It does indeed make more than a pest of itself in the garden, but I will know be more careful when removing it.

  4. I have also seen monarch caterpillars on this vine in my yard.
    I have told people this before and I think they doubted me.
    Thanks for the photografic proof.
    Kathy Bildner

  5. Very helpful. Could you perhaps put together a post to help us identify honeyvine, bindweed, and buckwheat? I can only really tell by looking at the flowers.

  6. Thank you for all these comments!

    It turns out that looking for milky sap is not proof that this is honey vine, because I have seen it both ways. Hmm. I’ll look into that some more.

    Regarding identification, if you compare the florets (if that is the right word) on common milkweed, swamp milkweed and tropical milkweed, you’ll see that the structure is similar. I will check into the bindweed similarity.

    It is a fast-growing plant, but not a heavy vine, thank goodness. If you haven’t seen any monarchs in your neighborhood, chances are good that if you just look the vine over for caterpillars and check the tips for eggs it’s OK to cut it away from your favorite flowers.

    I have seen very few butterflies since April and May.

    Again, thanks everybody!

  7. Peggy, what about growing these in pots at the base of a trellis? Do you think potting them and cutting off seed pods could effectively contain them? Thanks in advance, Tony

    • Tony, I think that is a great idea. And you can save the seed pods for giving away or distributing, with permission. In my opinion, everyone should have one, and, as you say, collect the pods at the end of the season.

      By the way, this vine dies to the ground each winter, which is why I thought it was an annual. If it appears in the lawn it is easily mowed, and that is that. It only really gets going in mid-to-late summer, so if you dig or pluck unwanted vines out early on, they won’t climb your favorite plants.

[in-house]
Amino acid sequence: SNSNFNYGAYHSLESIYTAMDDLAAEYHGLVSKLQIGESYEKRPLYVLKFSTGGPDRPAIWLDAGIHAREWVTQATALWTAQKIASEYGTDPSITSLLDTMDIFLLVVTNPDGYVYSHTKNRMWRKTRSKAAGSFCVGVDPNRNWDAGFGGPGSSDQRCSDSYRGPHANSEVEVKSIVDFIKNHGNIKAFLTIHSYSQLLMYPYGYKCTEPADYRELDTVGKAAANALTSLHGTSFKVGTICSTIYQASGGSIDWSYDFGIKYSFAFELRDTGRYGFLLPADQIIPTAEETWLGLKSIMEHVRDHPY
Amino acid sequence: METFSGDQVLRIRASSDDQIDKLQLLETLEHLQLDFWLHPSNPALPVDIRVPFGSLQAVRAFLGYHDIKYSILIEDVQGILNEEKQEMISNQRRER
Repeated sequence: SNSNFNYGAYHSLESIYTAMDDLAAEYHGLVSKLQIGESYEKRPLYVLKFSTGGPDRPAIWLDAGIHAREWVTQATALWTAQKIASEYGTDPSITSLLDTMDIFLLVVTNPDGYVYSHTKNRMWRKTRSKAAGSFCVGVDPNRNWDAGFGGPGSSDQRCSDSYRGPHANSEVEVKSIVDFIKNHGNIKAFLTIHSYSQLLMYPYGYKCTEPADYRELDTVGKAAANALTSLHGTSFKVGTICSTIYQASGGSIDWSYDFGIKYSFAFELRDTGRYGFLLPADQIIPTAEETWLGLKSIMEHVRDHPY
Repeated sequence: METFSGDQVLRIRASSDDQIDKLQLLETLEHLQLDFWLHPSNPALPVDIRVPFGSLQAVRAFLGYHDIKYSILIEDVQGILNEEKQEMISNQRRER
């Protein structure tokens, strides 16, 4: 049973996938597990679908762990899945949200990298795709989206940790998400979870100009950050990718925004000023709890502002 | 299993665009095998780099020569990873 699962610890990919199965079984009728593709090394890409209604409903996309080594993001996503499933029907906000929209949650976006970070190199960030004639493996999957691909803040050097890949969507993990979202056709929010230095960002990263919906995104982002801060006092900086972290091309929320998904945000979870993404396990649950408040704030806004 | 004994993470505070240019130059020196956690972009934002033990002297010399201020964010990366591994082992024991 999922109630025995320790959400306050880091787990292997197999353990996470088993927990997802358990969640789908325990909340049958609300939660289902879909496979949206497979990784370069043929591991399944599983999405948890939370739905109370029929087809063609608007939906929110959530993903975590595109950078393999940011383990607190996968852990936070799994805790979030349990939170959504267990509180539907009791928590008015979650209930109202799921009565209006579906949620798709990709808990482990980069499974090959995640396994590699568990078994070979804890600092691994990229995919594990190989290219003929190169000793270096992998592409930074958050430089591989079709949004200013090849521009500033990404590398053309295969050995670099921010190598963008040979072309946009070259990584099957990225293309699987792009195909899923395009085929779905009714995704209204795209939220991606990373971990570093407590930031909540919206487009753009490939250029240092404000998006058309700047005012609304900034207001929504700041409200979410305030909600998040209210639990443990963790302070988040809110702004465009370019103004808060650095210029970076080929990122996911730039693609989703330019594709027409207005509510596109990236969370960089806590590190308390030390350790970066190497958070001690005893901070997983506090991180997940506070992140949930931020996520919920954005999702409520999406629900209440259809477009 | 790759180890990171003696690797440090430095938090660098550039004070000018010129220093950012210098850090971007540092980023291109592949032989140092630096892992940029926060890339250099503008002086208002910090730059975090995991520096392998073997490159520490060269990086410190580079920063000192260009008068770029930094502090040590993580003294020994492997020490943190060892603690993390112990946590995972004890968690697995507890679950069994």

But for me, if I find a caterpillar to raise, I’m really grateful for whatever vines I can harvest from the yard. I’m also grateful that they do well in nothing more than a glass of water.

  8. Brian,
    You have my sympathies, but it’s an easy vine to dislodge – at least I think so. Weed it out and dig it up if it’s growing where you don’t want it. Chances are the vine is growing somewhere else in your yard that you might not mind so much. It’s possible to transplant it.

    I like Tom Terrific’s advice to grow Asclepias curassavica, aka blood flower or annual milkweed, for monarchs. It’s not native to our area, but it is well-behaved and it’s native to South America, which is close enough for me. And monarchs are in trouble, we need to help them.

    Back to the vine – as you weed (and you might want to dig it out with a trowel), check the end of the vine for single eggs laid on the back of a leaf from April through October. Lacewings also lay eggs on this vine – the eggs look like they are on stems. If you spot an egg(s), put the vine with the egg leaf in a glass of water and give it to someone to raise (I volunteer). Or put it in a sheltered shady spot- preferably next to another milkweed plant – and keep water in the glass until you see the caterpillar eating the leaf in a few days. If the original host vine is touching the other milkweed plant, the little guy will eventually crawl onto that and keep growing.